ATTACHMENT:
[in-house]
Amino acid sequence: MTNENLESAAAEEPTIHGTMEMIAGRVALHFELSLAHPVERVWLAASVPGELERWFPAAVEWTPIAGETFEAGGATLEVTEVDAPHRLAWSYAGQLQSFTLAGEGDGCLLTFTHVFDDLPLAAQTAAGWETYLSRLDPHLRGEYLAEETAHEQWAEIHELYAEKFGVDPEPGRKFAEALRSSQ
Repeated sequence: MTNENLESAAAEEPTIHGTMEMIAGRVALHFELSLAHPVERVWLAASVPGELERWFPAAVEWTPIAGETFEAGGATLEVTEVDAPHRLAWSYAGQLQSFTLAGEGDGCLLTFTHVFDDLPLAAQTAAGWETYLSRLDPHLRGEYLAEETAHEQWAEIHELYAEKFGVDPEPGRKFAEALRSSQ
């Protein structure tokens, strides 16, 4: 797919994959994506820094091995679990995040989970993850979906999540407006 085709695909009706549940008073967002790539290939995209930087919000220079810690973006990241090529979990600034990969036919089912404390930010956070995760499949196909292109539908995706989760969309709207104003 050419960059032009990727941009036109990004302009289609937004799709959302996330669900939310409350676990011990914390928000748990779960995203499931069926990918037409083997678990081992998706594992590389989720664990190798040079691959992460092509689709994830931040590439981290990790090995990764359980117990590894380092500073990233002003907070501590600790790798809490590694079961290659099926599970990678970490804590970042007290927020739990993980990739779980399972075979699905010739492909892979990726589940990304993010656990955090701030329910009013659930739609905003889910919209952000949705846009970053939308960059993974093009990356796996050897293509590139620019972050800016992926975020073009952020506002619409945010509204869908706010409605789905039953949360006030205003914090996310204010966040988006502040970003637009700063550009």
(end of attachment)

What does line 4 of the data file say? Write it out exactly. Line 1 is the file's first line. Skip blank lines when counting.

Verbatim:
């Protein structure tokens, strides 16, 4: 797919994959994506820094091995679990995040989970993850979906999540407006 085709695909009706549940008073967002790539290939995209930087919000220079810690973006990241090529979990600034990969036919089912404390930010956070995760499949196909292109539908995706989760969309709207104003 050419960059032009990727941009036109990004302009289609937004799709959302996330669900939310409350676990011990914390928000748990779960995203499931069926990918037409083997678990081992998706594992590389989720664990190798040079691959992460092509689709994830931040590439981290990790090995990764359980117990590894380092500073990233002003907070501590600790790798809490590694079961290659099926599970990678970490804590970042007290927020739990993980990739779980399972075979699905010739492909892979990726589940990304993010656990955090701030329910009013659930739609905003889910919209952000949705846009970053939308960059993974093009990356796996050897293509590139620019972050800016992926975020073009952020506002619409945010509204869908706010409605789905039953949360006030205003914090996310204010966040988006502040970003637009700063550009």